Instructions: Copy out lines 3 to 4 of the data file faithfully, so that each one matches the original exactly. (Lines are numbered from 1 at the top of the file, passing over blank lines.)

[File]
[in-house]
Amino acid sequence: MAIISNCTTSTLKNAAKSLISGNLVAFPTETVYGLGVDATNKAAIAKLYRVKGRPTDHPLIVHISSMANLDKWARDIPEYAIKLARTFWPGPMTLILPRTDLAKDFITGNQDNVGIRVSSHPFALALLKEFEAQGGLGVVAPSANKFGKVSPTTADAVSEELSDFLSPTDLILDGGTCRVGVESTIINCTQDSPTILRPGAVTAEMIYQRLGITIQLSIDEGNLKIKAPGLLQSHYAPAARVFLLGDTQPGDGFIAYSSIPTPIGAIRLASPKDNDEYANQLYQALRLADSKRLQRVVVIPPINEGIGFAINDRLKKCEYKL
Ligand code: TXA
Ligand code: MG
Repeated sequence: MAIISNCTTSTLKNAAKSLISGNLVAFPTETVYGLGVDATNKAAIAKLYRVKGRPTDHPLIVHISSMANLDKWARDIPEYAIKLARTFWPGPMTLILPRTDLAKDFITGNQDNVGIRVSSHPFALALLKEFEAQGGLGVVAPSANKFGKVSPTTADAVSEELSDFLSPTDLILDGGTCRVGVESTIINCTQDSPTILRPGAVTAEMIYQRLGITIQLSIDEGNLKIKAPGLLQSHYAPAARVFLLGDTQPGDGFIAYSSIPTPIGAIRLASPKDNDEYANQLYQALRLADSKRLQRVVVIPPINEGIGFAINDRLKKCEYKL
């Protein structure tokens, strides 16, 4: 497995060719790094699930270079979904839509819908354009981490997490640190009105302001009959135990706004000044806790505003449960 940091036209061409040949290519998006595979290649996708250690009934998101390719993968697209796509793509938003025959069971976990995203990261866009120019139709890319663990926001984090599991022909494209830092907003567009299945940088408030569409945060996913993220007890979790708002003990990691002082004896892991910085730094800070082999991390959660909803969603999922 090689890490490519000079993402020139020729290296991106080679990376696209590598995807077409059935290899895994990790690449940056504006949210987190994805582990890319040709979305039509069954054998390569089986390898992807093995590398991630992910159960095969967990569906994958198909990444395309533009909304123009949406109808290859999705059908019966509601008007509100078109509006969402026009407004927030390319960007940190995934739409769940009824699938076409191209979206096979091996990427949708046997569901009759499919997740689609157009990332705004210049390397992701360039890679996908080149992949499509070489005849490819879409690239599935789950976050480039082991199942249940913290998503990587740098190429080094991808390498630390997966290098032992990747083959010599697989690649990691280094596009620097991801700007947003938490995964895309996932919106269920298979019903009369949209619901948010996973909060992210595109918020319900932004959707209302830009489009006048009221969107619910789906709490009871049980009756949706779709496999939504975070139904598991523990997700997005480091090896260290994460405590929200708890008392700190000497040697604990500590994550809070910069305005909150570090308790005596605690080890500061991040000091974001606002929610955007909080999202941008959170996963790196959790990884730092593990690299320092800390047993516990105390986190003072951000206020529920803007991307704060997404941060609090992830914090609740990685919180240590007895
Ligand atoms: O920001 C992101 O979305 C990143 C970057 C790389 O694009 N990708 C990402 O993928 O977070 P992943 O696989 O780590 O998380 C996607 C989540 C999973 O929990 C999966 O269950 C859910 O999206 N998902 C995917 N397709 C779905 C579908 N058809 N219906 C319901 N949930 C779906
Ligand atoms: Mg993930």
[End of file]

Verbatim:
Ligand code: TXA
Ligand code: MG